A few things I spotted as I stared out the dirty window of our Reagan-era Toyota bus as we winded our way from Sulaymaniyah to Kirkuk to Irbil:
- Iraq turns from green to brown as you leave the Kurdish north and head in the direction of Baghdad. As we left Sulaymaniyah, the forested mountains that surround that city were replaced by rocky brown hills which soon melted into the familiar desert of central Iraq.
- While the peshmerga fighters who man checkpoints under the control of the Kurdistan Regional Government carefully checked the identification of anyone entering or leaving their autonomous area, the regular Iraqi army soldiers who patrol Kirkuk barely peer in the windows as they wave us on.
- Kirkuk still looks like the war zone it is – two bombs went off here as recently as Saturday – with some roads torn up by the tracks of tanks (likely American ones) and other streets barricaded to keep Arab and Kurd apart.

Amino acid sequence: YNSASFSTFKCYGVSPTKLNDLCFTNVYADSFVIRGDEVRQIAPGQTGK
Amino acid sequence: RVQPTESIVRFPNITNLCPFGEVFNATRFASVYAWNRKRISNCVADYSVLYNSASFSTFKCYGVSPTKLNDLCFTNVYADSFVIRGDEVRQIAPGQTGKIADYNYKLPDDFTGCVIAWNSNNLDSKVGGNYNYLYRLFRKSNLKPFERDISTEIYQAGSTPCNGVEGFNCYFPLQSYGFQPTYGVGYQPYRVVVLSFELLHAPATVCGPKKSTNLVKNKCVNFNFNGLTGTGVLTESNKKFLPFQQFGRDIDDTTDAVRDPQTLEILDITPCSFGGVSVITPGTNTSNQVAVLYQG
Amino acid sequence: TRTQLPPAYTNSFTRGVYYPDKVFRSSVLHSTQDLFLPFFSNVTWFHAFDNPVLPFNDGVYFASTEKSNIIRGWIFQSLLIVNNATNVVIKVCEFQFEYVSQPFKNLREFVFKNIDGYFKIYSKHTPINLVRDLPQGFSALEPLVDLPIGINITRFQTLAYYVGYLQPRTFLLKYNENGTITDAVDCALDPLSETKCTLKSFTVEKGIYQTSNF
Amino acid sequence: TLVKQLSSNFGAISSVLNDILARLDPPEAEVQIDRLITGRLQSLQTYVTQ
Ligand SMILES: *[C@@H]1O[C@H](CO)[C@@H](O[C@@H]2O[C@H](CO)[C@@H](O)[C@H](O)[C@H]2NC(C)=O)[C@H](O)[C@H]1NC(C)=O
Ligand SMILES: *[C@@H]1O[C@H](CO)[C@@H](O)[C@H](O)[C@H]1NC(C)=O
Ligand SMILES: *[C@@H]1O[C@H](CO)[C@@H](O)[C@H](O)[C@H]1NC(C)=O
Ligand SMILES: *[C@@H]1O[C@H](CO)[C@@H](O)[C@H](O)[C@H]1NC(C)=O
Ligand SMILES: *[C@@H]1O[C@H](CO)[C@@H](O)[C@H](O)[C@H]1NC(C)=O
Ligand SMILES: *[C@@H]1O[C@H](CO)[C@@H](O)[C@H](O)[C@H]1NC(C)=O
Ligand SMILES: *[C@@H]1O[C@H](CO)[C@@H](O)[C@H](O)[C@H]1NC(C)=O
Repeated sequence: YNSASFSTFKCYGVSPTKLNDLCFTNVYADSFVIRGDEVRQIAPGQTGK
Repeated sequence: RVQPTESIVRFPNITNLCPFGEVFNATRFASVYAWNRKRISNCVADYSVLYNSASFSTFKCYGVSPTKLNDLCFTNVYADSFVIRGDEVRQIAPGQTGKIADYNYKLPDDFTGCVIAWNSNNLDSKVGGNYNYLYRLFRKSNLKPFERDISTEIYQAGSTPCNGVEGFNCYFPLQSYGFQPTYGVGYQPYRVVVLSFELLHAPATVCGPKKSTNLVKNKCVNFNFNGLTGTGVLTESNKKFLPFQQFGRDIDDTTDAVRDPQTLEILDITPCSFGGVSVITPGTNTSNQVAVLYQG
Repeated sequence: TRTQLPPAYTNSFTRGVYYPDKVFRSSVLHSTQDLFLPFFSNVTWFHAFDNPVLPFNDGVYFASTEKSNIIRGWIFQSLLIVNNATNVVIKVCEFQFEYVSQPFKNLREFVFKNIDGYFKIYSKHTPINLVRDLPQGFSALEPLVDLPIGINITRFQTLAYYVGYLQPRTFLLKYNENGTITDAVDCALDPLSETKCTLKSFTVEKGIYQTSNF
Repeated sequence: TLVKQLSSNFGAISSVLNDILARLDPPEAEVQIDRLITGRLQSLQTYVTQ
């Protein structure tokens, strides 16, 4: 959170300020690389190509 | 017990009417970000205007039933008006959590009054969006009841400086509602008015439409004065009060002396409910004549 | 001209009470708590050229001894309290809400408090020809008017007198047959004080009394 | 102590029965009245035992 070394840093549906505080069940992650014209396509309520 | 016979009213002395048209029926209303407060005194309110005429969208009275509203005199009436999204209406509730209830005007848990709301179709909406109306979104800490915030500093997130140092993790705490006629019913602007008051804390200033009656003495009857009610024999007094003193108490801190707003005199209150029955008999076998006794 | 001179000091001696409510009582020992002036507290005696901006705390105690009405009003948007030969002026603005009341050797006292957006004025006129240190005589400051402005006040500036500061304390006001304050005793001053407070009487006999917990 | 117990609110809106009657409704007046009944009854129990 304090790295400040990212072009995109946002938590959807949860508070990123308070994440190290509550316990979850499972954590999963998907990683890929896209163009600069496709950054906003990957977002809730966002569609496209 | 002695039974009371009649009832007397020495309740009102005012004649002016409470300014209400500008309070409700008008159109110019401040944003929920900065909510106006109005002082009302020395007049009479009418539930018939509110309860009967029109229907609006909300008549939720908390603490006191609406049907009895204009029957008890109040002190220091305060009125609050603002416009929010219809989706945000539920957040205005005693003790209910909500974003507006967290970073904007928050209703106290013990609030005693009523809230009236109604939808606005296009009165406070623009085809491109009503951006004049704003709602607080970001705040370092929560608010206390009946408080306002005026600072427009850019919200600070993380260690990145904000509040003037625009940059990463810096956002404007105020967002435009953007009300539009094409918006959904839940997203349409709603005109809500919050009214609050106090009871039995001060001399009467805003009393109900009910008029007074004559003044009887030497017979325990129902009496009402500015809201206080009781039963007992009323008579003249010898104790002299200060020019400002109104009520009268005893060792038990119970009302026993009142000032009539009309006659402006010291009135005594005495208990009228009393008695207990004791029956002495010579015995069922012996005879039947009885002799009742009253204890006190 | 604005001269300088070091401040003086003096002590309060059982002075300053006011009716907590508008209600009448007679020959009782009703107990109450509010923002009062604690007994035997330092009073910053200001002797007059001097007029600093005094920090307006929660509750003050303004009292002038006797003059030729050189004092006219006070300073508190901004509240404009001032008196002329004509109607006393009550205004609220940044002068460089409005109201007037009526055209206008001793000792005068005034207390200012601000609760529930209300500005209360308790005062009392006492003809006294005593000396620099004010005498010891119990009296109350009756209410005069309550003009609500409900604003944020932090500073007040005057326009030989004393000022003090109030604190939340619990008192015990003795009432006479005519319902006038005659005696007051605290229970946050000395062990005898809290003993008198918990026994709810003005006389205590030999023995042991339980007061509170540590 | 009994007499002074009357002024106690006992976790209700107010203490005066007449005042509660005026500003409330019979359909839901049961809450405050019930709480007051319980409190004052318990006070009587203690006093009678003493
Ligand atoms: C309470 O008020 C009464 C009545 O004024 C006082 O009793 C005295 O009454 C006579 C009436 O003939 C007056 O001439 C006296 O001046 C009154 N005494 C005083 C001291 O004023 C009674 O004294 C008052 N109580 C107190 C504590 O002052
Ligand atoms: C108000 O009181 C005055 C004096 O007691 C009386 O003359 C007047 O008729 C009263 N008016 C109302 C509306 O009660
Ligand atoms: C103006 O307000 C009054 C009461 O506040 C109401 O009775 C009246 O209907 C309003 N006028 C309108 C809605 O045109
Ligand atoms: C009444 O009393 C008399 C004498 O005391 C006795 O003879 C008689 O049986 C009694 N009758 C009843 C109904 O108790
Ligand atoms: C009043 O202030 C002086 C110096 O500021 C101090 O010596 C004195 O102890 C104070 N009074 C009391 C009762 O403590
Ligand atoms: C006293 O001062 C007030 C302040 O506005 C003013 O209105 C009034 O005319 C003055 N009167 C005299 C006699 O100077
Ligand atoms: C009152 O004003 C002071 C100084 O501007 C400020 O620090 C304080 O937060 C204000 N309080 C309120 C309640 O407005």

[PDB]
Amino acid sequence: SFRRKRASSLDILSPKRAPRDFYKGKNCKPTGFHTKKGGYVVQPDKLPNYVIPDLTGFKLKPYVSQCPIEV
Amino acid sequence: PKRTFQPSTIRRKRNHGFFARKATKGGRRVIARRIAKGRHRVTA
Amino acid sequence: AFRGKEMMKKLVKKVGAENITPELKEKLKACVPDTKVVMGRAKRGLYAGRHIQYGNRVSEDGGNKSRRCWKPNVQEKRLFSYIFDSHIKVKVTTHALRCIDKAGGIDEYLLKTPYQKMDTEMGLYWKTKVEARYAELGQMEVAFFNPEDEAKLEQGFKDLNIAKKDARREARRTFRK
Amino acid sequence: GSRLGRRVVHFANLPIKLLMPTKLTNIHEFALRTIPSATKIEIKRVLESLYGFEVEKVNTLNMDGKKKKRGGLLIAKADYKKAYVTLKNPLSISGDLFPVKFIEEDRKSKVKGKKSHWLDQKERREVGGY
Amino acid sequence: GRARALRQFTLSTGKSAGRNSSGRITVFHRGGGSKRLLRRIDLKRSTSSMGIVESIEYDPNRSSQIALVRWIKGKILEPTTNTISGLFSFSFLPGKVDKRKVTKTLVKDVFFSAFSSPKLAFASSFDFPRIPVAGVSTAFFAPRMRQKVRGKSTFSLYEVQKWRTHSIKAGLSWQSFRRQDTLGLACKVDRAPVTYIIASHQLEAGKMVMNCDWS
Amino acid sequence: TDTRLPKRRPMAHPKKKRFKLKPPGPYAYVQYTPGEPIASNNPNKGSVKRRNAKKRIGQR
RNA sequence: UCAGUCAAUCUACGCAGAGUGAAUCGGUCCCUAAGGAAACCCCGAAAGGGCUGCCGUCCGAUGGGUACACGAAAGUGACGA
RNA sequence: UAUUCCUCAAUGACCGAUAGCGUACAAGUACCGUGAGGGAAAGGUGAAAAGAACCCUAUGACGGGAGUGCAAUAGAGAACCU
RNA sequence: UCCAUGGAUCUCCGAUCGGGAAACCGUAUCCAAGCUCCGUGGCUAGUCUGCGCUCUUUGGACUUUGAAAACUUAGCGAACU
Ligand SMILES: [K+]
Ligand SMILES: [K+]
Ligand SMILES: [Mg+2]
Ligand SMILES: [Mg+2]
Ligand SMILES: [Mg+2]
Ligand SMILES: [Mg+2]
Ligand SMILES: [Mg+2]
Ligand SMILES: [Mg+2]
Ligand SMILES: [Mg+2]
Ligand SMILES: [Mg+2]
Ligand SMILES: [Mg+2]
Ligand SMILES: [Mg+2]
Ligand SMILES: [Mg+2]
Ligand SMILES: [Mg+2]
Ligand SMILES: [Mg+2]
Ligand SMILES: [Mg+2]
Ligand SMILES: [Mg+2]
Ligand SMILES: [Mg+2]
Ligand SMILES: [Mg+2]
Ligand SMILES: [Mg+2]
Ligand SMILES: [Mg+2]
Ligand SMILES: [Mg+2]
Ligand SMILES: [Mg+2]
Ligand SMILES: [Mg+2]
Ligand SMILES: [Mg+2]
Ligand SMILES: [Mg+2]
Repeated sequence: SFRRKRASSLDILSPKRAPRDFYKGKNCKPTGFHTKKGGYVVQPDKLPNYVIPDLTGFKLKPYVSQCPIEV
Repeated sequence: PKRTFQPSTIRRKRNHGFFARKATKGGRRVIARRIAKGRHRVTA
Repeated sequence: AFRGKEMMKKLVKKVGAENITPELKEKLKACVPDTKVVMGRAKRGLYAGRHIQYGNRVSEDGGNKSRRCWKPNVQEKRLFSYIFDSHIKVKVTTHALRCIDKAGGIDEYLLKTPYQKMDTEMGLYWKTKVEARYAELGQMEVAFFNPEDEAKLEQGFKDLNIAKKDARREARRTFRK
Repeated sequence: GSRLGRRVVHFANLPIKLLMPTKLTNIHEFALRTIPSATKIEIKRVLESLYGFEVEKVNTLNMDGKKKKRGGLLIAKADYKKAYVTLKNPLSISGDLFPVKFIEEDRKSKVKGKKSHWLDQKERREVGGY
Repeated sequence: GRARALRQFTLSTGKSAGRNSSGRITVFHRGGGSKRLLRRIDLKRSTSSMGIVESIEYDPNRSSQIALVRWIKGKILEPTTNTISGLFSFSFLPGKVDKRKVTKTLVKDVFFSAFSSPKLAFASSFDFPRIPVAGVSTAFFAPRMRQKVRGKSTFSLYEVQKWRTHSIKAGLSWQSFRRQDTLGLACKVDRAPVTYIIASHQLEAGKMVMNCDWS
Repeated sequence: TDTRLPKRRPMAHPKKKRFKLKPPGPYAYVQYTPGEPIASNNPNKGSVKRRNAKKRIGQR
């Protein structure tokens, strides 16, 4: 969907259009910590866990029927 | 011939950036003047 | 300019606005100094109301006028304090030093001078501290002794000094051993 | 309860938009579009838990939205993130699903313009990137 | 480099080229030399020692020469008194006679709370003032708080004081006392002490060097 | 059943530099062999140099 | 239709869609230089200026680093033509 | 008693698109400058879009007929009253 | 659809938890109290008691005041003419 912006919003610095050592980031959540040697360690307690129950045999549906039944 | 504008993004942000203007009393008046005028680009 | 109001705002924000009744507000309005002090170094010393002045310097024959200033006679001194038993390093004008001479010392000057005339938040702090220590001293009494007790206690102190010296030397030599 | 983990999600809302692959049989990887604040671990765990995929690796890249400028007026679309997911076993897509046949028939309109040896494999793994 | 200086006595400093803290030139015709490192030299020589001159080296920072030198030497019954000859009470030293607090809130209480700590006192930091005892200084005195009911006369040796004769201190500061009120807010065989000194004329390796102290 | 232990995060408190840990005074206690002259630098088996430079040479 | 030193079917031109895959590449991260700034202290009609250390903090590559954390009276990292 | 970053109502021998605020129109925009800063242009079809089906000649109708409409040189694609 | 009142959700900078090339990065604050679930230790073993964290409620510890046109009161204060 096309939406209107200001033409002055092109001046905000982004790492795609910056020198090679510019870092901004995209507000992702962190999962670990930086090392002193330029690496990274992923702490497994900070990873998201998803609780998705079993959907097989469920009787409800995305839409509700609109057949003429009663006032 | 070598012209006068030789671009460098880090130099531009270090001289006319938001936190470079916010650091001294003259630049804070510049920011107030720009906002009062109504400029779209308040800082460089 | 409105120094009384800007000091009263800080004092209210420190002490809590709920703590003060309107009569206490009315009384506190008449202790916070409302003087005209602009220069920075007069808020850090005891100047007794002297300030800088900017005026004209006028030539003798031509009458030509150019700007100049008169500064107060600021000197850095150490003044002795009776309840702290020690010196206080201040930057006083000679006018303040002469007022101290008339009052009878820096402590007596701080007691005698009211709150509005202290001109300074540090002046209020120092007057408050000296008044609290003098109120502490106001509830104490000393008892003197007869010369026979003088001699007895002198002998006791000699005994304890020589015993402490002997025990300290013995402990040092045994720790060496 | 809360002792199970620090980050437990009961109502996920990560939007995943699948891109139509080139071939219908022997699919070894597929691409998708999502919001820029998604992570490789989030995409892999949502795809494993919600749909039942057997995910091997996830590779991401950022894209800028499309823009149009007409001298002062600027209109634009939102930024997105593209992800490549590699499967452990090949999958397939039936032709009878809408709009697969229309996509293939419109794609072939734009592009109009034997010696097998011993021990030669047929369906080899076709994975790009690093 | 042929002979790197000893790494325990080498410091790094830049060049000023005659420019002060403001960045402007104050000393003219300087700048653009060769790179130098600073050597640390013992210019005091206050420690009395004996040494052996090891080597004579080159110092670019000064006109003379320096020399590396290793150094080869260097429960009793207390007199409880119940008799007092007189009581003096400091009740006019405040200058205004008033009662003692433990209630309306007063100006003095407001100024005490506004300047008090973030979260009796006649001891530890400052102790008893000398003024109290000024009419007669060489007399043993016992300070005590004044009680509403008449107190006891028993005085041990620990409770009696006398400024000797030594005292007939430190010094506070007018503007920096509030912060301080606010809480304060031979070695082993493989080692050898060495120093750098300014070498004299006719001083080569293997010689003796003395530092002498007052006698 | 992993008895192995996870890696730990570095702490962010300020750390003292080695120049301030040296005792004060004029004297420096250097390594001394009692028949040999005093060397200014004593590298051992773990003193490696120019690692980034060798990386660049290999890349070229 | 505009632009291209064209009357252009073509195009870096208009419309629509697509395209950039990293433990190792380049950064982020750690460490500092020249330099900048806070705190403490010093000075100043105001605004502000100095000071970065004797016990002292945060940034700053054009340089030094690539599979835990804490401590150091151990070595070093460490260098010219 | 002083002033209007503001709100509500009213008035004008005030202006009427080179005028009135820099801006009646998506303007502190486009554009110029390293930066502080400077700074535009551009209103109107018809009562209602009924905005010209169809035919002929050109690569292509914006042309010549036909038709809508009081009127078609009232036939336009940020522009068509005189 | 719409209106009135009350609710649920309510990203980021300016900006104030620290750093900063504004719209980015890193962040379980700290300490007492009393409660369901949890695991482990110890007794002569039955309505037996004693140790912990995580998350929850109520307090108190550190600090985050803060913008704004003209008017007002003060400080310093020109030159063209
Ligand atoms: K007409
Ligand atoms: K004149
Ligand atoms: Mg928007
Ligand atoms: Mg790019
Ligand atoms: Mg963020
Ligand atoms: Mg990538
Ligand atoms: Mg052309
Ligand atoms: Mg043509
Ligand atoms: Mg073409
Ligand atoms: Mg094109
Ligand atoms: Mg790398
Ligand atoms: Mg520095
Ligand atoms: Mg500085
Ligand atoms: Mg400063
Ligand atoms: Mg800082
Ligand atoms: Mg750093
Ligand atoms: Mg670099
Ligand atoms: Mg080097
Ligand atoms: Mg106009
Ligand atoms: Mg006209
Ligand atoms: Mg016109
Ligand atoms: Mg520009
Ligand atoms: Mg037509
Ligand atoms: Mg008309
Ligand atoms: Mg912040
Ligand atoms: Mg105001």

- Three things in a row along the highway northwest from Kirkuk to Irbil: first was the rubble of a stone fortress that served as a base for Saddam Hussein’s army before it was destroyed by American air power back in 2003. Next came a (presumably empty) discarded oil tanker with the word “Allah” scrawled on the side in Arabic. After that was an unfinished home with the blue letters “USA” written on the outside.